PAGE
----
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Optimal sedative dose of propofol to start MRI in children with cerebral palsy.

Kim EJ, Jo YY, Kil HK - Korean J Anesthesiol (2011)

Bottom Line: The ED50 and ED95 for successful sedation with a UMSS ≥ 3 were 2.07 mg/kg (95% CI 1.69-2.56) and 2.69 mg/kg (95% CI 2.35-5.59).Respiratory events occurred in 5 patients and were resolved with neck extension, chin lift, or transient respiratory assistance with successful sedation.Low dose propofol can safely facilitate the initiation of MRI in children with CP.

View Article: PubMed Central - PubMed

Affiliation: Department of Anesthesiology and Pain Medicine, Yonsei University College of Medicine, Seoul, Korea.

ABSTRACT

Background: This study was designed to determine the optimal sedative dose of propofol to start brain magnetic resonance imaging (MRI) in children with cerebral palsy (CP).

Methods: Twenty children, aged 0.5-5 years, were administered propofol to achieve a University of Michigan Sedation Scale (UMSS) score ≥ 3 in the MRI room. The proper dose of propofol was determined using the up-and-down method.

Results: The ED50 and ED95 for successful sedation with a UMSS ≥ 3 were 2.07 mg/kg (95% CI 1.69-2.56) and 2.69 mg/kg (95% CI 2.35-5.59). Respiratory events occurred in 5 patients and were resolved with neck extension, chin lift, or transient respiratory assistance with successful sedation.

Conclusions: Low dose propofol can safely facilitate the initiation of MRI in children with CP.

No MeSH data available.


Related in: MedlinePlus

Responses of the 20 consecutive children for whom sedation for MRI scanning was attempted and the propofol concentration. Each patient's data are represented by a circle.
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Figure 1: Responses of the 20 consecutive children for whom sedation for MRI scanning was attempted and the propofol concentration. Each patient's data are represented by a circle.

Mentions: The sequence of successful and unsuccessful induction of deep sedation is shown in Fig. 1. The ED50 and ED95 for successful sedation with UMSS ≥3 were 2.07 mg/kg (95% CI 1.69-2.56) and 2.69 mg/kg (95% CI 2.35-5.59), respectively. Immediately after propofol injection, respiratory events (desaturation <95% and partial airway obstruction) occurred in five patients with successful sedation (SpO2 <95% in four and <85% in one), which were promptly resolved with a neck extension, chin lift, or transient respiratory assistance. No other adverse events such as hypotension, bradycardia, or arrhythmia were observed during the MRI examination. All scheduled MRI examinations were successfully completed within 30 minutes. In 10 children, additional propofol was administered. No one showed emergence agitation, abnormal behaviour, fever, or nausea and vomiting during recovery after sedation or in the first 24 h after discharge.


Optimal sedative dose of propofol to start MRI in children with cerebral palsy.

Kim EJ, Jo YY, Kil HK - Korean J Anesthesiol (2011)

Responses of the 20 consecutive children for whom sedation for MRI scanning was attempted and the propofol concentration. Each patient's data are represented by a circle.
© Copyright Policy - open-access
Related In: Results  -  Collection

License
Show All Figures
getmorefigures.php?uid=PMC3198182&req=5

Figure 1: Responses of the 20 consecutive children for whom sedation for MRI scanning was attempted and the propofol concentration. Each patient's data are represented by a circle.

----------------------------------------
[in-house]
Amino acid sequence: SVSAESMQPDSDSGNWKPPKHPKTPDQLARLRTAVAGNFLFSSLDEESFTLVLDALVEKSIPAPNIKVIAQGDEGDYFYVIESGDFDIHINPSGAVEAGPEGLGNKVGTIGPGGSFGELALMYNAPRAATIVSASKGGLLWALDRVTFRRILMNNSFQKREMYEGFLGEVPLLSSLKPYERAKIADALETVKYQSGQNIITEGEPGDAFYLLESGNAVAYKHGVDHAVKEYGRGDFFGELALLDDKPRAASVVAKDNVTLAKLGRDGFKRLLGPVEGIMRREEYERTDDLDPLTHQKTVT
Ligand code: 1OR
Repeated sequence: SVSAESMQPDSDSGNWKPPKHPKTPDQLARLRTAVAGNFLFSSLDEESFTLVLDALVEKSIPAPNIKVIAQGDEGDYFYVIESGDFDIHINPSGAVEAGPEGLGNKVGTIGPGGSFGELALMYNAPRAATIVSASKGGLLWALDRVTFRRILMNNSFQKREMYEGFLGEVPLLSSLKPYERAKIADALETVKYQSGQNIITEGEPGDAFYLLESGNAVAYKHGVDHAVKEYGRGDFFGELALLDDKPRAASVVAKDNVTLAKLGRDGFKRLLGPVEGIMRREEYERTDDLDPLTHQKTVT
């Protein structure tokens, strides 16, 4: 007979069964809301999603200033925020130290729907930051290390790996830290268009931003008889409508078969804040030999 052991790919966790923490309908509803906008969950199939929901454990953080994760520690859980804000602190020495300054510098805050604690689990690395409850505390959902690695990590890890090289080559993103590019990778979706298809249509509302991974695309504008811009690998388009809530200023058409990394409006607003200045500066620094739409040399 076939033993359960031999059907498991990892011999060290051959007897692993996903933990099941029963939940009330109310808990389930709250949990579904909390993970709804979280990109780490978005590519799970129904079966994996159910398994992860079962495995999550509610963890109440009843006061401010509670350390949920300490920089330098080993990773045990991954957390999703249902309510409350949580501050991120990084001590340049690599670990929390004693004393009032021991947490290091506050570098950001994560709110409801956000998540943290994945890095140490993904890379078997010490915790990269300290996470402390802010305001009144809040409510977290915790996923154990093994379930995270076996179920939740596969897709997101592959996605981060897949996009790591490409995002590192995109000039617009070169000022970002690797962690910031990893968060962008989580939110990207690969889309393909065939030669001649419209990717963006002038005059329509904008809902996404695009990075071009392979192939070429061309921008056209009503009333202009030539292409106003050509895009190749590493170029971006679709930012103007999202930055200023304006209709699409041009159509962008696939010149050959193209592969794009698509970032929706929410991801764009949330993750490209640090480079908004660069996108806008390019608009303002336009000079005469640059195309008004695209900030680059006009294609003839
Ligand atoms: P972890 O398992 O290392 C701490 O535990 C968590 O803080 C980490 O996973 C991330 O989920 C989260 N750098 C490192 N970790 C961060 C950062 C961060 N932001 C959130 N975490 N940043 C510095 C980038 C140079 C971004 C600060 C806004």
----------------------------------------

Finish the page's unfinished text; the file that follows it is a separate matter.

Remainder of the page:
Mentions: The sequence of successful and unsuccessful induction of deep sedation is shown in Fig. 1. The ED50 and ED95 for successful sedation with UMSS ≥3 were 2.07 mg/kg (95% CI 1.69-2.56) and 2.69 mg/kg (95% CI 2.35-5.59), respectively. Immediately after propofol injection, respiratory events (desaturation <95% and partial airway obstruction) occurred in five patients with successful sedation (SpO2 <95% in four and <85% in one), which were promptly resolved with a neck extension, chin lift, or transient respiratory assistance. No other adverse events such as hypotension, bradycardia, or arrhythmia were observed during the MRI examination. All scheduled MRI examinations were successfully completed within 30 minutes. In 10 children, additional propofol was administered. No one showed emergence agitation, abnormal behaviour, fever, or nausea and vomiting during recovery after sedation or in the first 24 h after discharge.

Bottom Line: The ED50 and ED95 for successful sedation with a UMSS ≥ 3 were 2.07 mg/kg (95% CI 1.69-2.56) and 2.69 mg/kg (95% CI 2.35-5.59).Respiratory events occurred in 5 patients and were resolved with neck extension, chin lift, or transient respiratory assistance with successful sedation.Low dose propofol can safely facilitate the initiation of MRI in children with CP.

View Article: PubMed Central - PubMed

Affiliation: Department of Anesthesiology and Pain Medicine, Yonsei University College of Medicine, Seoul, Korea.

ABSTRACT

Background: This study was designed to determine the optimal sedative dose of propofol to start brain magnetic resonance imaging (MRI) in children with cerebral palsy (CP).

Methods: Twenty children, aged 0.5-5 years, were administered propofol to achieve a University of Michigan Sedation Scale (UMSS) score ≥ 3 in the MRI room. The proper dose of propofol was determined using the up-and-down method.

Results: The ED50 and ED95 for successful sedation with a UMSS ≥ 3 were 2.07 mg/kg (95% CI 1.69-2.56) and 2.69 mg/kg (95% CI 2.35-5.59). Respiratory events occurred in 5 patients and were resolved with neck extension, chin lift, or transient respiratory assistance with successful sedation.

Conclusions: Low dose propofol can safely facilitate the initiation of MRI in children with CP.

No MeSH data available.


Related in: MedlinePlus